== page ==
He said both the Taxi and Livery Commission and the government have put mandatory protocols and guidelines in place that must be followed by all public transportation being used to transport arriving guests.

“We’ve created a safe space within the transportation. So once you come to work and do quarantine bus service (QBS), your bus is supposed to be retrofitted with a protective barrier. All of the livery services have them in. Those who we have approved have them in to work at these sites and that will also be carried on to the waterfront arrivals too,” Parsons stated.

He added: “Subject to the maximum capacity of the vehicle, you can only carry a certain amount of passengers due to social distancing protocols. Right now, on the ground, our max capacity for the buses that we have here is approximately six people. So if your max capacity is around 13 or 14, your subject to six or seven and groups of families ride together.”

With more than 25 scheduled flights during the first two days since the reopening of the territory’s borders on Monday, it is estimated that more than 200 arriving passengers were transported to their respective accommodations utilising either government provided transportation or livery services.

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  1. hmmmm says:

    why is goverment providing transpertation ???

    • Case says:

      Are the bus drivers tested after each trip so the passengers know they will be safe from them?

      What happens if going to Jost? You won’t be getting in no boat at Trellis.

      Do you HAVE to use the government service or can you just drive yourself or get a regular taxi?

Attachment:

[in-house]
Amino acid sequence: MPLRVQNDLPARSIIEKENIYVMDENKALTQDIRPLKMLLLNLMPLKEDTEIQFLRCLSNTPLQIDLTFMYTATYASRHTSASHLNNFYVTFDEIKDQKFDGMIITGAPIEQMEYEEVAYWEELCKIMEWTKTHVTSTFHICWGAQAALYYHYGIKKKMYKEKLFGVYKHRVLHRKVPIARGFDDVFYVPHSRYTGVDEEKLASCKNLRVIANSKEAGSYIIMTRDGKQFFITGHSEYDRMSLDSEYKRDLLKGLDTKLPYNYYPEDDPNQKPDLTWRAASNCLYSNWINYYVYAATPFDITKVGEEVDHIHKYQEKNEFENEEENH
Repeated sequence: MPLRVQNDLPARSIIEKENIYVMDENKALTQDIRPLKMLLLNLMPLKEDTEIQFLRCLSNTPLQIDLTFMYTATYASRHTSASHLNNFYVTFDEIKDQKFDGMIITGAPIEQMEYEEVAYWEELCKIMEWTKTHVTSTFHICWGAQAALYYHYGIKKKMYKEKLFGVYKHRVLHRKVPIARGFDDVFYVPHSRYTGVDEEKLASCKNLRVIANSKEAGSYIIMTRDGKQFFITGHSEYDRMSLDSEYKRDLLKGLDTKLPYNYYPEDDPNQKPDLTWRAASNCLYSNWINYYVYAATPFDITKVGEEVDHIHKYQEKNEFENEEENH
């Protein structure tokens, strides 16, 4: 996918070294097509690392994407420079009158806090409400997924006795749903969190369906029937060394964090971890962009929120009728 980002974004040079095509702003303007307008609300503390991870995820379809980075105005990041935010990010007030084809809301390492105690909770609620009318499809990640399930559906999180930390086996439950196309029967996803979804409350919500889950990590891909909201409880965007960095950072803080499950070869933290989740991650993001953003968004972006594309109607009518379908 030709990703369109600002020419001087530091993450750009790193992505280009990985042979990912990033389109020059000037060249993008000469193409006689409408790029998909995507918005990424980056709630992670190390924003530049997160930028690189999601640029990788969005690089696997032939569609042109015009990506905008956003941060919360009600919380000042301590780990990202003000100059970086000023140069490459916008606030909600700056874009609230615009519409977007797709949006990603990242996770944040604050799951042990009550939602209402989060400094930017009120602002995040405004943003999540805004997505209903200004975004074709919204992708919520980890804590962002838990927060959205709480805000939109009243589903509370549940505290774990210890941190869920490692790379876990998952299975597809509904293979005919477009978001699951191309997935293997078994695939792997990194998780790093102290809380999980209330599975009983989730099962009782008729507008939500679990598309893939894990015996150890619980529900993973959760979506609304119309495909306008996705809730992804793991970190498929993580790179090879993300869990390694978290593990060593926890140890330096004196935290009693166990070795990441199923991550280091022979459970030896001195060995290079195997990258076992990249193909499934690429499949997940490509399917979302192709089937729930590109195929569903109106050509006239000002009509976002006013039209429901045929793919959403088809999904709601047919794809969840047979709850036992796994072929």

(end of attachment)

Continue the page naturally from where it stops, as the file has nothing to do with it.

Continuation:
• Doh says:

      Money grab plain and simple.

      But don’t worry, these taxi drivers are taking every precaution to stop the spread of Covid. They have gold seal protection. That certificate protects you, your children, your family.

      Carry on

  2. Spirit says:

    For contact tracing to work, the system needs to also track the people who may have been exposed. Just tracking the incoming passengers (who might be carrying the virus) is of little use. Think about it – how would you identify and notify people who may have been exposed? Go on radio and TV and announce “anyone who was in the area of X between the time of X and X on the day of X should go to the clinic and be tested”? True contact tracking systems do this automatically.

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  3. Ok says:

    @ hmm you dumb

    • Susanne says:

      Planning to be in BVI early February 2021 but very concerned. What gives us pause is the taxi ride we will have to take. While the driver is protected, how can there be social distancing in a full vehicle? I’m also curious about the GPS bracelet. Are they waterproof and shockproof? There are also some vague directives in the current protocol. If you have a Covid positive test while in the BVI, where do you stay. Is there a charge if you are quarantined for a positive?

  4. Anonymous says:

    Planning trip to BVI in early February of 2021. Several things make me extremely uncomfortable. One thing, and primary on my list is the taxi ride. No one should be in the vehicle except for the driver and those traveling together as family or close friends. The other is the tracking braceuy